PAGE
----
As the world's third-richest person and most celebrated investor, Warren Buffett attracts a lot of attention. Thousands try to glean what they can from his thinking processes and track his investments.
We can't know for sure whether Buffett is about to buy Facebook (Nasdaq: FB) — he hasn't specifically mentioned anything about it to me — but we can discover whether it's the sort of stock that might interest him. Answering that question could also reveal whether it's a stock that should interest us.
Buffett's famous for his contrarianism – be fearful when others are greedy, and greedy when others are fearful. Here we lay out the other qualities Buffett looks for in an investment. In addition to adequate size, proven management, and a reasonable valuation, he demands:
- Consistent earnings power.
- Good returns on equity with limited or no debt.
- Management in place.
- Simple, non-techno-mumbo-jumbo businesses.
Does Facebook meet Buffett's standards?
1. Earnings power
Buffett is famous for betting on a sure thing. For that reason, he likes to see companies with demonstrated earnings stability.
Let's examine Facebook's earnings and free cash flow history:
Facebook's earnings have increased dramatically. Free cash has generally risen but fluctuated a bit over the past couple of years, mostly because of major capital expenditures.
2. Return on equity and debt
Return on equity is a great metric for measuring both management's effectiveness and the strength of a company's competitive advantage or disadvantage — a classic Buffett consideration. When considering return on equity, it's important to make sure a company doesn't have an enormous debt burden, because that will skew your calculations and make the company look much more efficient than it is.
Since competitive strength is a comparison between peers, and various industries have different levels of profitability and require different levels of debt, it helps to use an industry context.
Return on Equity
5-Year Average Return on Equity
|Google (Nasdaq: GOOG)||12%||20%||19%|
Source: S&P Capital IQ.
Despite all the attention that Facebook gets, some investors actually prefer LinkedIn. It's not yet as profitable as its larger social cousin, but the career-networking social-media platform is growing as quickly and has an enormous market opportunity in the lucrative talent-recruitment space.
Even after posting a stronger-than-expected quarter, Groupon is still struggling to find profitability. It's growing revenue quickly and its margins are getting closer to breakeven, but with high marketing costs, it remains to be seen just how scalable the coupon business really is.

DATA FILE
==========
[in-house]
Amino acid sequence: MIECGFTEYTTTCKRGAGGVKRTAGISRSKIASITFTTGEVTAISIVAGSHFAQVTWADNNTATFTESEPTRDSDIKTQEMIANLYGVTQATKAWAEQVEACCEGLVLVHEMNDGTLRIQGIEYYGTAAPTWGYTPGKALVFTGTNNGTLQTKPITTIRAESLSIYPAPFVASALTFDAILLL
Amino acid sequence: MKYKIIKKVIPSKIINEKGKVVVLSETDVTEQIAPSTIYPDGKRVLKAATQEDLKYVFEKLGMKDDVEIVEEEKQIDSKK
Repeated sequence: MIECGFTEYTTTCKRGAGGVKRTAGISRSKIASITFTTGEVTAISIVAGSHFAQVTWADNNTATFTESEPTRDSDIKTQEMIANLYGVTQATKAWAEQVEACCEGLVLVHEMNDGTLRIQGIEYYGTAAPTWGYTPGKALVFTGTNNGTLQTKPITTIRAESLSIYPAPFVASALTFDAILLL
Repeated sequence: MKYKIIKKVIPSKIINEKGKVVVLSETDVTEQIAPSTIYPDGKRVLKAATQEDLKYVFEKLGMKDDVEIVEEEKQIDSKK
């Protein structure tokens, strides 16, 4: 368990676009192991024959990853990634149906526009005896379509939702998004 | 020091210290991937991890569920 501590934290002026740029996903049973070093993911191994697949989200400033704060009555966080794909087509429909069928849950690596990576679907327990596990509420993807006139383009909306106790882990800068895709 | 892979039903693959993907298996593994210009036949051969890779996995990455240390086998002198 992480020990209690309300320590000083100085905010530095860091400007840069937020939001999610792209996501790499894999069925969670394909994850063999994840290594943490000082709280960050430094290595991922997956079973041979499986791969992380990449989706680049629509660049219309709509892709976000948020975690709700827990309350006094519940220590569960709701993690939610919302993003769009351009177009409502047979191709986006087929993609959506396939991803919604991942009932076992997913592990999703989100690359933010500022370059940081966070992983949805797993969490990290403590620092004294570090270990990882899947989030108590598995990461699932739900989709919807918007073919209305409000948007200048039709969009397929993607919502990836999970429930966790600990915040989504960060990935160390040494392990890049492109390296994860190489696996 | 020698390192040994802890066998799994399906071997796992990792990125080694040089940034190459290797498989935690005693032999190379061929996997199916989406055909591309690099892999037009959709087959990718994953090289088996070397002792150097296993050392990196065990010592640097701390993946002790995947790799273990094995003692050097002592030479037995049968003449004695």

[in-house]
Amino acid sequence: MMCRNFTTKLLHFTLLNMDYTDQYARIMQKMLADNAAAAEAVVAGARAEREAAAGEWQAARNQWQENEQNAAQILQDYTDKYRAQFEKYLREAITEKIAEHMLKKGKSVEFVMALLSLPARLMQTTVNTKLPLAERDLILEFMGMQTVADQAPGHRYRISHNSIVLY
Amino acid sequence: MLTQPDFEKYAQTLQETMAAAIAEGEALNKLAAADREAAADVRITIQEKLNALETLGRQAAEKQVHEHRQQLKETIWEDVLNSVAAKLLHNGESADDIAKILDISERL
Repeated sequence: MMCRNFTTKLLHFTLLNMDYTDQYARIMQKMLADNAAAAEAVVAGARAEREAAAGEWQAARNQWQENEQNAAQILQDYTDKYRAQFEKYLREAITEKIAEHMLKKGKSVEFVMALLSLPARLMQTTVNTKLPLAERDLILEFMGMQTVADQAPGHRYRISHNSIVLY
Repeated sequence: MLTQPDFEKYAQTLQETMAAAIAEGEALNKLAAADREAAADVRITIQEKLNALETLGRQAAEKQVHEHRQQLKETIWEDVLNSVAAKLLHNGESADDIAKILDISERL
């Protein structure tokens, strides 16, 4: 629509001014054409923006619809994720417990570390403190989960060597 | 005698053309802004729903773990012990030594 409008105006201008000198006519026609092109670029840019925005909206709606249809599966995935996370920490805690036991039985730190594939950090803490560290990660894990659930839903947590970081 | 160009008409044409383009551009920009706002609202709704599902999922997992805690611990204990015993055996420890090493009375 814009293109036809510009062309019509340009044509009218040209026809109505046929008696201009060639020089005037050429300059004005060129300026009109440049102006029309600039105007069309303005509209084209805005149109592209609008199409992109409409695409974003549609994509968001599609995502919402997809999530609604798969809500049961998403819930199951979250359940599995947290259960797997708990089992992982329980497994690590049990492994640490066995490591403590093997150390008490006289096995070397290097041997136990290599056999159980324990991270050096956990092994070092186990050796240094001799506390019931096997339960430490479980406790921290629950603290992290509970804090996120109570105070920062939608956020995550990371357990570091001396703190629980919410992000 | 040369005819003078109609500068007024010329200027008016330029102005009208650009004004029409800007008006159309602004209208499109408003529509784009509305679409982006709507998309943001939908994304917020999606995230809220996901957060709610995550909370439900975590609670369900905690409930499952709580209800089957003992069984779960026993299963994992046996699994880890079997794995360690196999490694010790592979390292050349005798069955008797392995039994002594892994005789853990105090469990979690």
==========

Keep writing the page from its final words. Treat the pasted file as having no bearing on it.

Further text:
Facebook earns a monster return on equity that tops even Google's. The cost of massive data centers are what's holding Google's return on equity to a very respectable 20% over several years. It remains to be seen where Facebook's will trend to as it ramps up its capital spending. But both Google and Facebook meet Buffett's high-moat, high-profitability, low-debt criterion.
There's a lot that could be said about Facebook's management, but in terms of Mark Zuckerberg's tenure — he began writing Facebook code in 2004 and became CEO later that year, when the company incorporated.
Social media is still a new business, and questions remain about how much money it can earn and the sustainability of its moats. Despite the buzz around social-media advertising, Facebook doesn't actually earn a whole lot in ad revenue per user. And, Buffett would observe, while Facebook appears to be dominant today, social-media users have a history of fickleness — witness the implosions of Friendster and News Corp.'s (NYSE: NWS) MySpace.
The Foolish conclusion
So is Facebook a Buffett stock? Probably not. Although the company does have consistent or growing earnings, high returns on equity with limited debt, and tenured management, there are other issues that would keep Buffett away. Aside from concerns he would have about the company's monster valuation, at 75 times earnings, Buffett wouldn't think he has the ability to judge whether Facebook will still be around and still be dominant in 20 years.
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The Motley Fool's purpose is to help the world invest, better. Take Stock is The Motley Fool's free investing newsletter. Packed with stock ideas and investing advice, it is essential reading for anyone looking to build and grow their wealth in the years ahead. Click here now to request your free subscription, whilst it's still available. This article contains general investment advice only (under AFSL 400691). Authorised by Bruce Jackson.
A version of this article, written by Ilan Moscovitz, originally appeared on fool.com